Friday, November 2, 2012

Some Basics when baking or converting to gluten free

It occurred to me this evening as I was discussing baking gluten-free with a local chef  while out with friends for supper that I probably should write up something on the basics. Many new people going gluten free or learning to bake gluten free are intimidated or frightened by all the lingo or that there seems to be so many more steps. 

He mentioned that he has had a hard time figuring out baking gluten free and that you cannot substitute one flour straight across for wheat flour, and he asked about using gums.

Well, these are valid points. It really doesnt work to sub just say, rice flour for wheat flour and expect to have the same results as you would with the wheat flour. This is because the flours don't have the same components as wheat flour that give it the elasticity or starch or proteins. So to compensate, you need to make a blend of at least 3 flours, and depending on what you are making would you need to add a gum or agar or flax, etc. to get your elasticity and cohesion. 

I have found that for some cakes if you don't use eggs, you would need some gum for the cohesion and sponge texture. Same for breads, you can forgo gum if you plan to eat or consume it all right away, but by day two it becomes crumbly and loses cohesion. 

Usually cookies, scones, some muffins (like my oatmeal muffins) do not require gum at all in them. Pie crusts dont need the gum either, you want them flaky and to melt in your mouth. 

On to flour components. Its good to have a base flour, the main one that has your protein components like brown rice, amaranth, quinoa, buckwheat, etc., then you want a starchy sweet type flour like tapioca, sorghum, white rice flour, etc., then you need a stach flour which provides the chew and thickens and makes your baked goods lighter and fluffier, like potato starch, corn starch, or arrowroot.  However, when baking cakes, if you are wanting the light airy cake textures, you want to keep it fairly stachy flours, the blends I have had the most success with, that keeps people raving over taste and texture are white rice, tapioca or sorghum and arrowroot or potato flour. I have found that Bob's Red Mill's All Purpose GF Mix is fab for cookies as its base is a blend of bean flours and for some reason seems to make an awesome base for cookies. For my breads I like a mix of protein rich flours, quinoa, almond, amaranth, etc., mixed with tapioca and a starch. those are my preferences, and I think they work well for crusty crusts and soft chewy interiors.

When converting a traditional recipe to gluten free, weight is the key to success. All flours have different weights and how you measure a cup is going to be different everytime. Weighing your flours is the most consistent and will ensure your success. using a base weight of 140 grams equaling 1 cup of traditional flour will ensure you get the right amount of flour for your recipe. Look back at my Lemon Tea Cakes recipe, that was converted straight across.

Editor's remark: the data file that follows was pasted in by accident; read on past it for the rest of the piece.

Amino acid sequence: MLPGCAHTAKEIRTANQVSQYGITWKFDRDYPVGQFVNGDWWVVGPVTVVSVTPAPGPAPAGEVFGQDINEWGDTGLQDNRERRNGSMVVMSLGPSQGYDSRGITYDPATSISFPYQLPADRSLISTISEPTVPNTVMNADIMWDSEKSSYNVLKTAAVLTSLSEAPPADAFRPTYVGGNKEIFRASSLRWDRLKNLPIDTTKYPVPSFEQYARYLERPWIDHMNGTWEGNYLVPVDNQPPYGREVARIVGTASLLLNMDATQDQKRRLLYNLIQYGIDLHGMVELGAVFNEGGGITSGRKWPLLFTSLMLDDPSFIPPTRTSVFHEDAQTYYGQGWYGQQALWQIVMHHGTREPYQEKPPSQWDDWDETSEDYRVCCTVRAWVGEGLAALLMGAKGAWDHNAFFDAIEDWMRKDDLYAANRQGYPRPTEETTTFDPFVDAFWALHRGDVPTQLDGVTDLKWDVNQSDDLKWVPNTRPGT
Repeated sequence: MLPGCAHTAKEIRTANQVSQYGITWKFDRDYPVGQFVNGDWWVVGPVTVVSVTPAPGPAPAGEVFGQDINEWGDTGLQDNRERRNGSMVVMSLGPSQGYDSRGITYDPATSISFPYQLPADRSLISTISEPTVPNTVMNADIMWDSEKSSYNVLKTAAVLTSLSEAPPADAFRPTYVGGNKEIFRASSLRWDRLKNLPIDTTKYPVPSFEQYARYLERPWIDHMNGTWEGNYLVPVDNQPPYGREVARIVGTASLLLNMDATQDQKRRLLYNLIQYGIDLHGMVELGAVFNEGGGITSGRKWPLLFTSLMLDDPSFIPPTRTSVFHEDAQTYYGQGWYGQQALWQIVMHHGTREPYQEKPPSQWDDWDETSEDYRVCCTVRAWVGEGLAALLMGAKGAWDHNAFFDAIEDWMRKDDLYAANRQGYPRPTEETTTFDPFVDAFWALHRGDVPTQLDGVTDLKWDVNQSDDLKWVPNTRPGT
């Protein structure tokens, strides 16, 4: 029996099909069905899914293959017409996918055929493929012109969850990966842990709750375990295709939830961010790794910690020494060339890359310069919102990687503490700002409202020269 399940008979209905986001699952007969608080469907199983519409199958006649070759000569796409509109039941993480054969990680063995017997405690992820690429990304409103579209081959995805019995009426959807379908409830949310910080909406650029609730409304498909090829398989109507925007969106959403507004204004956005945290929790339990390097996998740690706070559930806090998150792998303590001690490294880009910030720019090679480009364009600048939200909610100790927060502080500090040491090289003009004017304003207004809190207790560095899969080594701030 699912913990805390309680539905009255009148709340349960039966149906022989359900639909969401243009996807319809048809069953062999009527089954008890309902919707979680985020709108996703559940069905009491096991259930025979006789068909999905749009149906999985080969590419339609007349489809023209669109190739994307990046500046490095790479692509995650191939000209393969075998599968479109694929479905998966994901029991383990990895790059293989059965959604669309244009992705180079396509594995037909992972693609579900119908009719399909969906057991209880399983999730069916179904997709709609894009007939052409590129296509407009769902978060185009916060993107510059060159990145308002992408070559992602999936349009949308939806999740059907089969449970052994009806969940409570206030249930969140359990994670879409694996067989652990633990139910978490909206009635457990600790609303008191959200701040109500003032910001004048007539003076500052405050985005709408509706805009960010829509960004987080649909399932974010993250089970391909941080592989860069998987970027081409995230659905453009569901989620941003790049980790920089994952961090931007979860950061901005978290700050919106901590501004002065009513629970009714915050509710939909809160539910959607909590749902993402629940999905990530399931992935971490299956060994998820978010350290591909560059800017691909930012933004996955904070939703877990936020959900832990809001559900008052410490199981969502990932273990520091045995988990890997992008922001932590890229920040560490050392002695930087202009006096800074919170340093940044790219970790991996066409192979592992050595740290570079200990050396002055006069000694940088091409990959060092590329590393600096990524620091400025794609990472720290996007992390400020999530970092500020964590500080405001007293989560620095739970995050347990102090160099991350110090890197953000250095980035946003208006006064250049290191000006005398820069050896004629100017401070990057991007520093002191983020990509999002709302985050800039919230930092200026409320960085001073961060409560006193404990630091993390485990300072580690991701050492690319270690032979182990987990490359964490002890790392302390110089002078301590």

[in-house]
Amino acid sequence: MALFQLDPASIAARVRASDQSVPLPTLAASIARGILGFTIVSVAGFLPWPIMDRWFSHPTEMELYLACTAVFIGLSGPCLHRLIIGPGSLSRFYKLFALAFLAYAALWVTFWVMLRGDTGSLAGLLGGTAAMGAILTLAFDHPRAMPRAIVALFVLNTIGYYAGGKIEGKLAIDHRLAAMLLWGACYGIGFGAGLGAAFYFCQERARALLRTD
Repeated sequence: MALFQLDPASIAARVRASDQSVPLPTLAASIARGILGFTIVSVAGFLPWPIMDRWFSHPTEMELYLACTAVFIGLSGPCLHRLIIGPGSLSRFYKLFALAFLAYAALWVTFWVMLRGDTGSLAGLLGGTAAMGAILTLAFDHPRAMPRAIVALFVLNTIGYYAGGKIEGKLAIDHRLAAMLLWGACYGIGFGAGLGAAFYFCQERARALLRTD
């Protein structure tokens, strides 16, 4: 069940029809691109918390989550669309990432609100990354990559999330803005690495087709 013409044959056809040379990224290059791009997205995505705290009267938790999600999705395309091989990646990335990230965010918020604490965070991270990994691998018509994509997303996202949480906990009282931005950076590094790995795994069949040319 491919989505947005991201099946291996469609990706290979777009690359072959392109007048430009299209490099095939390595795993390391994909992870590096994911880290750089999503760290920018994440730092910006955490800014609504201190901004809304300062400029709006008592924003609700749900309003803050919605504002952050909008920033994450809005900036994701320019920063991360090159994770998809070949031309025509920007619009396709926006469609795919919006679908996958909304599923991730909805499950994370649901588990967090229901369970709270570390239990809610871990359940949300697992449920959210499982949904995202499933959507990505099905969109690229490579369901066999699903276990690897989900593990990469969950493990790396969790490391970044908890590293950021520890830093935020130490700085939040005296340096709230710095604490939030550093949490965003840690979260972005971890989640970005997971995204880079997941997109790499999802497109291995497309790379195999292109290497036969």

So assuming 140 grams equals one cup, if your traditional recipe says 1 1/2 cups of flour, you would weigh out 210 grams of your flour mix, and proceed from there. 

I would strongly recommend you go buy a digital scale that weighs both in ounces and grams. doesnt have to be expensive. Trust me that it will become the most important tool in your kitchen for baking. You will have consistency in your cakes and cookies everytime. 

The other thing I will recommend to you is to get a copy of Michael Ruhlman's book, Ratios. It is invaluable in understanding how to make the basics and you can create many wonderful things from there. 

No difference in quantities for baked goods when converting flour wise, as long as you weigh. Breads are different, when converting a bread recipe you will need at least half again as much liquid as what is called for in the original recipe. If the original recipe calls for 1 cup of liquid, you will add at least 1/2 to 1 cup more. You want the bread dough more like a thick shiny pancake batter. the amount of the water or liquid will also depend on your flours you are using. 

And when mixing your breads, the last step is to beat the dough on high for 3 minutes to activate the gum acting as the gluten. This also serves to help beat air into your dough and helps it rise better. 

When you have things you need to roll out like pie crusts, some cookies, etc., a little flour on the surface can help, but rolling between two sheets of parchment paper or cling wrap (the clear stuff) works best and your rolling pin won't stick to the dough. Some doughs need to be chilled and firm before rolling out, like pie crusts. 

Otherwise, the basics are the same for creating any delicious baked treat.

These are my observations and techniques that give me amazing results time after time, and suprise everyone who tastes them. They always get an amazed look of sheer surprise and pleasure, and the question always is, "This is gluten free???" That is success in my book, and I get a lot of pleasure in making and sharing a superb goodie for my friends and loved ones. Which may explain why my nephews always want me to make their birthday cakes. 

Have questions? Not sure of yourself? Ask away, and don't be afraid to jump in and try it. If it fails, oh well huh? You learned what not to do, and probably still have something tasty you can remake into something else, like cake crumbs in ice cream, or a trifle, in yogurt.... oh the list is endless. Dive in and enjoy baking again! Its not that scary or complicated! 

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